We have my home made pizza sauce (also on the "No Fail Pizza Dough" post) in the jar, chopped sorrel fresh from the garden, and on the platter we have starting at the top left: my home fermented capsicums, fresh mushrooms (popped up on the lawn overnight), the fresh mozzarella, salami (ok, that's store bought, I'm not quite up to making my own salamis yet), the stuffed baby eggplant I put up a couple of months ago (the eggplants were from my own garden), dried tomatoes in olive oil that I did last year (tomatoes from my garden too), and my home cured olives.
Da dada da dada dah... PIZZA.



Saturday, 14 June 2014

Shelly K's Block

Yay! I have completed my work on Shelly K's block for the Garden & Flowers DYB Round Robin. I am definitely catching up.

On Shelly's block I started with a SRE following the print in the centre patch, then I surrounded this with floss embroidery. A wonderful groundcover vine done in fly stitch with pink and dark red berries, purple Michaelmas daisies, Solomon's Seal, cast on buttonhole stitch roses, and tiny 3-bullion stitch tulips. I finished the block with a silver and crystal butterfly charm in the upper left corner. Each motif (except the daisies) has green in it, but each green is actually a different green from any of the others.
I hope Shelly is happy with the work, I quite enjoyed doing this one, and am very pleased with the way it came out.

Monday, 9 June 2014

Velia's block

Those who know me know I like to slather embroidery on a block like an Australian slathers sunscreen in summer. So when Velia's block arrived, with Shelly's lovely, delicate work, it was a challenge to keep my embroidery light, to keep the tone that had been set.
Shelly's work consisted of SRE, and delicate seam work with a sprinkling of transparent seed beads in matching colours. I love that kind of subtle use of seed beads, and often use it myself. Transparent seed beads are like fairy dust - a little bit of magic. They add a sparkle to the seam, elevating the stitching from ordinary (albeit lovely) to something special.

My work on Velia's block consists of a narrow seam treatment in floss and transparent beads, a wide seam treatment with SRE, and A SRE motif.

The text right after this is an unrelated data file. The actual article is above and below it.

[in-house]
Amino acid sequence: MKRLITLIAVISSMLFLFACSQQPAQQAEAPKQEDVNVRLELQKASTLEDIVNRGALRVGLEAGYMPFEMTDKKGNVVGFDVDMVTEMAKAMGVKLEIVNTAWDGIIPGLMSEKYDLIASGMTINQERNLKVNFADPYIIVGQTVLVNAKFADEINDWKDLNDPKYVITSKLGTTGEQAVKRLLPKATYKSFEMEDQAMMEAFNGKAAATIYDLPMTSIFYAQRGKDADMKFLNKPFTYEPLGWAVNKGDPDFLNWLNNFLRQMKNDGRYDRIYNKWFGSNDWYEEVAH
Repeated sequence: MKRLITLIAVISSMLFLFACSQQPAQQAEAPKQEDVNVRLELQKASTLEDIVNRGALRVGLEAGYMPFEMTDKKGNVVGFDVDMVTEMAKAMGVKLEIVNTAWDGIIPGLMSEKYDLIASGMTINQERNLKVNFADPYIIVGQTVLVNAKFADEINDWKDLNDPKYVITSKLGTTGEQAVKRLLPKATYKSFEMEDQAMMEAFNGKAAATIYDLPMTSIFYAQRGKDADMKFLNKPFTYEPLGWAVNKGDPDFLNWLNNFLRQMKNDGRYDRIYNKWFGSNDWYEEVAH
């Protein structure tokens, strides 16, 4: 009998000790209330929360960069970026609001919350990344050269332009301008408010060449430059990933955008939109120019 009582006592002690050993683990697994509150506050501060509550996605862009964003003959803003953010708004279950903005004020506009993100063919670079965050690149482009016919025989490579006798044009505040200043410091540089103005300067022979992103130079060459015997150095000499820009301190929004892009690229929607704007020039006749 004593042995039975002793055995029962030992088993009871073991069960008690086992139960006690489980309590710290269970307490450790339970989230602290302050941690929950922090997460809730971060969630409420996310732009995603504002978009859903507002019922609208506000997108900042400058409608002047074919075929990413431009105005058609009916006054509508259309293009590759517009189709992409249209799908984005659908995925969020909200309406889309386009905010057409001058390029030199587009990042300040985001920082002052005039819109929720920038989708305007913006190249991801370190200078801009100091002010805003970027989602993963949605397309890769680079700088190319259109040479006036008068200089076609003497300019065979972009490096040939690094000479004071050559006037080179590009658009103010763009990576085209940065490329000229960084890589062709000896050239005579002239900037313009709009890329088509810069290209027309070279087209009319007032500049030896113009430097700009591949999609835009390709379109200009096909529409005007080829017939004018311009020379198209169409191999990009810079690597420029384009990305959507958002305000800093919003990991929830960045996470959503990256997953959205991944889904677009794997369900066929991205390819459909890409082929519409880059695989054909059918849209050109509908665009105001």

The narrow seam treatment is a stylized Wisteria, done in zigzag buttonhole, detached chain, colonial knots, and seed beads.

The wide seam treatment is a Briar Rose motif. The briar is zigzag couched floss, with detached chain leaves in floss sprinkled through. The roses are done in silk ribbon, in French knots and scroll stitch.

The SRE motif is of the Eusebia fuchsia.

Monday, 2 June 2014

Flora's Block

With everything that has been happening I have fallen way behind in the Round Robins, and am now frantically trying to catch up. To that end, I have finally completed Flora's block in the Flowers & Garden DYOB - yay! I hope she is happy with it.

In the top right we have stumpwork lilacs worked in silk ribbon and floss, with a gorgeous gold ladybug charm. The seam for that one is a row of long-and-short blanket stitch, with the long arms made into forget-me-nots done in seed beads. In the middle to we have a row of bluebells, and on the left the seam is done in feather stitch, with rice pearls added for flower buds. The floral patch next to that has a spider web worked in silver metallic, with the seam done in a row of herringbone topped with tiny gold daisy spacers with cream seed bead centres.
The seam under the silkie is done as alyssum - a cascade of white colonial knot flowers and green detached chain leaves. Dangling underneath is the spider that lives in the web. The bottom right corner has a foundation of lattice, with No.10 purl twisted thru it to form the climbing rose stems, and detached chain leaves and bullion buds added.

The bottom left corner I have overlaid with lace. This is one of the oldest, and most fragile of the antique laces I got in the box of laces in the post Arsenic and Old Lace... Without the Arsenic (But With the Cup of Tea). It was identified as being Point de Venise, most likely from around late 18th or early 19th century. I carefully tacked it on with gold pearl centres to the flowers and straight stitch stamens topped with pearlized milky-orange seed beeds, and straight stitch and seed beads on the lace edging. I have also added little flowers made of the same seed beads and a colonial knot to the spaces in between the edging, on the seam.